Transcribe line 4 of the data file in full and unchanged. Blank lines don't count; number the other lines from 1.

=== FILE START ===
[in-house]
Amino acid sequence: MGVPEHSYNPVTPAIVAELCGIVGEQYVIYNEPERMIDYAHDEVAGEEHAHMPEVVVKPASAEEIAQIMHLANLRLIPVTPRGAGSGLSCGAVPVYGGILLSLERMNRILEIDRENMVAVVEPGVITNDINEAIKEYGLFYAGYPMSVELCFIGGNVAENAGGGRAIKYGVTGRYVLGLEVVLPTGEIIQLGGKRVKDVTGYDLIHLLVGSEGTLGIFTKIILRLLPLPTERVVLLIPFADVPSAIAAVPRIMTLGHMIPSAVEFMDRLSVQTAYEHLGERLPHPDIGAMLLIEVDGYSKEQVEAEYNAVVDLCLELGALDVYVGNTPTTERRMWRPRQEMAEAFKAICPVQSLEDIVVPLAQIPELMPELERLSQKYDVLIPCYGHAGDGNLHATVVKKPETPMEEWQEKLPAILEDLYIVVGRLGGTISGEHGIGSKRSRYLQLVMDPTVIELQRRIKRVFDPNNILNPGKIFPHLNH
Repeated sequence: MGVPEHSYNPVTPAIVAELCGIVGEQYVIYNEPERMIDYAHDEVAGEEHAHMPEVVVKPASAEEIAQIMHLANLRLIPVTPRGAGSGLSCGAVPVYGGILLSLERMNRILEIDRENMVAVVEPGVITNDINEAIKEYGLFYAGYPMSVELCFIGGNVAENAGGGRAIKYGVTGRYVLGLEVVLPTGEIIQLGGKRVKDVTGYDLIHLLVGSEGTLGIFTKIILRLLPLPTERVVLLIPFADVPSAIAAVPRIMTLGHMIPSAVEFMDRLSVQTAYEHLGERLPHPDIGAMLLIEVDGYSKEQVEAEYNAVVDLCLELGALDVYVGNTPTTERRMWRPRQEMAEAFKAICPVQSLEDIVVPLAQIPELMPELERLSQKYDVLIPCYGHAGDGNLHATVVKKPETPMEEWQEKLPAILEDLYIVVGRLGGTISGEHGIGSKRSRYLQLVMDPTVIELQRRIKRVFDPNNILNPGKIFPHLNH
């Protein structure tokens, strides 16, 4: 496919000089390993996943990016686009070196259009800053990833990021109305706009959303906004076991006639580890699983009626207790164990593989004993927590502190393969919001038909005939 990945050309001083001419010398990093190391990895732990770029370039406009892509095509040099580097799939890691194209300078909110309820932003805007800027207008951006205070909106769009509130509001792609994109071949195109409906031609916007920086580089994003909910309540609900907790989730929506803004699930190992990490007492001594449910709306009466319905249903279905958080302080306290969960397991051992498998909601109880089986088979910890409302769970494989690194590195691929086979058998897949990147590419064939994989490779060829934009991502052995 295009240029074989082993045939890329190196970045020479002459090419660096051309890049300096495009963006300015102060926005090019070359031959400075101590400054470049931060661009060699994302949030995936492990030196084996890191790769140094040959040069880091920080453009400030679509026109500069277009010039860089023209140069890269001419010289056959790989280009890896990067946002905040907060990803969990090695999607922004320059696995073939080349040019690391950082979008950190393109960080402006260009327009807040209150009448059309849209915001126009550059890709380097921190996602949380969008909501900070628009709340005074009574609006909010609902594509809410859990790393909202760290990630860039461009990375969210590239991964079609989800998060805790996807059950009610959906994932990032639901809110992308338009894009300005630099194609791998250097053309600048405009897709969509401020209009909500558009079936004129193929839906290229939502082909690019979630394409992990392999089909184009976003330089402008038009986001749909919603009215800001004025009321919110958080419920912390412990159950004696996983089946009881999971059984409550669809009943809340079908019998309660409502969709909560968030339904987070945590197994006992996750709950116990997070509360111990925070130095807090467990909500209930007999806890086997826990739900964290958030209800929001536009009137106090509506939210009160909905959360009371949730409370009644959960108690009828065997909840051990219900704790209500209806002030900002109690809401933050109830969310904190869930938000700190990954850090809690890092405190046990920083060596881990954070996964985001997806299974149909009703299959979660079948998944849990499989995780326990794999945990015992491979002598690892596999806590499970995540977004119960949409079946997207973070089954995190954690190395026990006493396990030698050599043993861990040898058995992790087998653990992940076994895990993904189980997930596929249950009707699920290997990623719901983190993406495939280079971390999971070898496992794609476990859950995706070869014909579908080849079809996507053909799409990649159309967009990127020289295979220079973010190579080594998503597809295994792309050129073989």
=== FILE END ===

């Protein structure tokens, strides 16, 4: 496919000089390993996943990016686009070196259009800053990833990021109305706009959303906004076991006639580890699983009626207790164990593989004993927590502190393969919001038909005939 990945050309001083001419010398990093190391990895732990770029370039406009892509095509040099580097799939890691194209300078909110309820932003805007800027207008951006205070909106769009509130509001792609994109071949195109409906031609916007920086580089994003909910309540609900907790989730929506803004699930190992990490007492001594449910709306009466319905249903279905958080302080306290969960397991051992498998909601109880089986088979910890409302769970494989690194590195691929086979058998897949990147590419064939994989490779060829934009991502052995 295009240029074989082993045939890329190196970045020479002459090419660096051309890049300096495009963006300015102060926005090019070359031959400075101590400054470049931060661009060699994302949030995936492990030196084996890191790769140094040959040069880091920080453009400030679509026109500069277009010039860089023209140069890269001419010289056959790989280009890896990067946002905040907060990803969990090695999607922004320059696995073939080349040019690391950082979008950190393109960080402006260009327009807040209150009448059309849209915001126009550059890709380097921190996602949380969008909501900070628009709340005074009574609006909010609902594509809410859990790393909202760290990630860039461009990375969210590239991964079609989800998060805790996807059950009610959906994932990032639901809110992308338009894009300005630099194609791998250097053309600048405009897709969509401020209009909500558009079936004129193929839906290229939502082909690019979630394409992990392999089909184009976003330089402008038009986001749909919603009215800001004025009321919110958080419920912390412990159950004696996983089946009881999971059984409550669809009943809340079908019998309660409502969709909560968030339904987070945590197994006992996750709950116990997070509360111990925070130095807090467990909500209930007999806890086997826990739900964290958030209800929001536009009137106090509506939210009160909905959360009371949730409370009644959960108690009828065997909840051990219900704790209500209806002030900002109690809401933050109830969310904190869930938000700190990954850090809690890092405190046990920083060596881990954070996964985001997806299974149909009703299959979660079948998944849990499989995780326990794999945990015992491979002598690892596999806590499970995540977004119960949409079946997207973070089954995190954690190395026990006493396990030698050599043993861990040898058995992790087998653990992940076994895990993904189980997930596929249950009707699920290997990623719901983190993406495939280079971390999971070898496992794609476990859950995706070869014909579908080849079809996507053909799409990649159309967009990127020289295979220079973010190579080594998503597809295994792309050129073989």